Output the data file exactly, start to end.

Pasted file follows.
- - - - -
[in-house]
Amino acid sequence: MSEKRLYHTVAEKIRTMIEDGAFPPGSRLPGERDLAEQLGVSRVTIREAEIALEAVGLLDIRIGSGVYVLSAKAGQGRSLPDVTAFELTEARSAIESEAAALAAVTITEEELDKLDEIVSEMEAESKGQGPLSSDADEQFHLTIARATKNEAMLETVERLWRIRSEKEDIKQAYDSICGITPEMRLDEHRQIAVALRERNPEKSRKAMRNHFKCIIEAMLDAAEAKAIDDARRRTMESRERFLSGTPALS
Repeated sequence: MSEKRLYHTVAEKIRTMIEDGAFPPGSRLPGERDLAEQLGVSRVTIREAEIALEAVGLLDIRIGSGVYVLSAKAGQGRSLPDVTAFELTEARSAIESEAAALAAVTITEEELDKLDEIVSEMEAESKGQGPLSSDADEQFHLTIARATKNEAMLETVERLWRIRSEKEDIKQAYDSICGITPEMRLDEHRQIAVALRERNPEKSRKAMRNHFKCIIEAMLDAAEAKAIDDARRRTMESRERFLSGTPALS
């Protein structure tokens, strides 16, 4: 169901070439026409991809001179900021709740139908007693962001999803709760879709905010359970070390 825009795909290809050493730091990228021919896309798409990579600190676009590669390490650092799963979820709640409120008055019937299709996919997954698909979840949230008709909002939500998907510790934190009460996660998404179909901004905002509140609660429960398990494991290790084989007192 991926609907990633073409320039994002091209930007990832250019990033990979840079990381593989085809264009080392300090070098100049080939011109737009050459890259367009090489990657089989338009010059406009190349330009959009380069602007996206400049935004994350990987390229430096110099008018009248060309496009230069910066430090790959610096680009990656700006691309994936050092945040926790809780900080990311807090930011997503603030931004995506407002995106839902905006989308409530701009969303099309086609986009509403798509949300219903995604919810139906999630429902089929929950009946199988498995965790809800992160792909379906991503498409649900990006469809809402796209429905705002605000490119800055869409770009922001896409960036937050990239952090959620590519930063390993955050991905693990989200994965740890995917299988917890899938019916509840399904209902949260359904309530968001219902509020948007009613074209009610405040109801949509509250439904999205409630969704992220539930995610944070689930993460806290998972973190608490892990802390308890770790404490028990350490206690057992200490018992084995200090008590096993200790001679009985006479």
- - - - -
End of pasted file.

[in-house]
Amino acid sequence: MSEKRLYHTVAEKIRTMIEDGAFPPGSRLPGERDLAEQLGVSRVTIREAEIALEAVGLLDIRIGSGVYVLSAKAGQGRSLPDVTAFELTEARSAIESEAAALAAVTITEEELDKLDEIVSEMEAESKGQGPLSSDADEQFHLTIARATKNEAMLETVERLWRIRSEKEDIKQAYDSICGITPEMRLDEHRQIAVALRERNPEKSRKAMRNHFKCIIEAMLDAAEAKAIDDARRRTMESRERFLSGTPALS
Repeated sequence: MSEKRLYHTVAEKIRTMIEDGAFPPGSRLPGERDLAEQLGVSRVTIREAEIALEAVGLLDIRIGSGVYVLSAKAGQGRSLPDVTAFELTEARSAIESEAAALAAVTITEEELDKLDEIVSEMEAESKGQGPLSSDADEQFHLTIARATKNEAMLETVERLWRIRSEKEDIKQAYDSICGITPEMRLDEHRQIAVALRERNPEKSRKAMRNHFKCIIEAMLDAAEAKAIDDARRRTMESRERFLSGTPALS
């Protein structure tokens, strides 16, 4: 169901070439026409991809001179900021709740139908007693962001999803709760879709905010359970070390 825009795909290809050493730091990228021919896309798409990579600190676009590669390490650092799963979820709640409120008055019937299709996919997954698909979840949230008709909002939500998907510790934190009460996660998404179909901004905002509140609660429960398990494991290790084989007192 991926609907990633073409320039994002091209930007990832250019990033990979840079990381593989085809264009080392300090070098100049080939011109737009050459890259367009090489990657089989338009010059406009190349330009959009380069602007996206400049935004994350990987390229430096110099008018009248060309496009230069910066430090790959610096680009990656700006691309994936050092945040926790809780900080990311807090930011997503603030931004995506407002995106839902905006989308409530701009969303099309086609986009509403798509949300219903995604919810139906999630429902089929929950009946199988498995965790809800992160792909379906991503498409649900990006469809809402796209429905705002605000490119800055869409770009922001896409960036937050990239952090959620590519930063390993955050991905693990989200994965740890995917299988917890899938019916509840399904209902949260359904309530968001219902509020948007009613074209009610405040109801949509509250439904999205409630969704992220539930995610944070689930993460806290998972973190608490892990802390308890770790404490028990350490206690057992200490018992084995200090008590096993200790001679009985006479």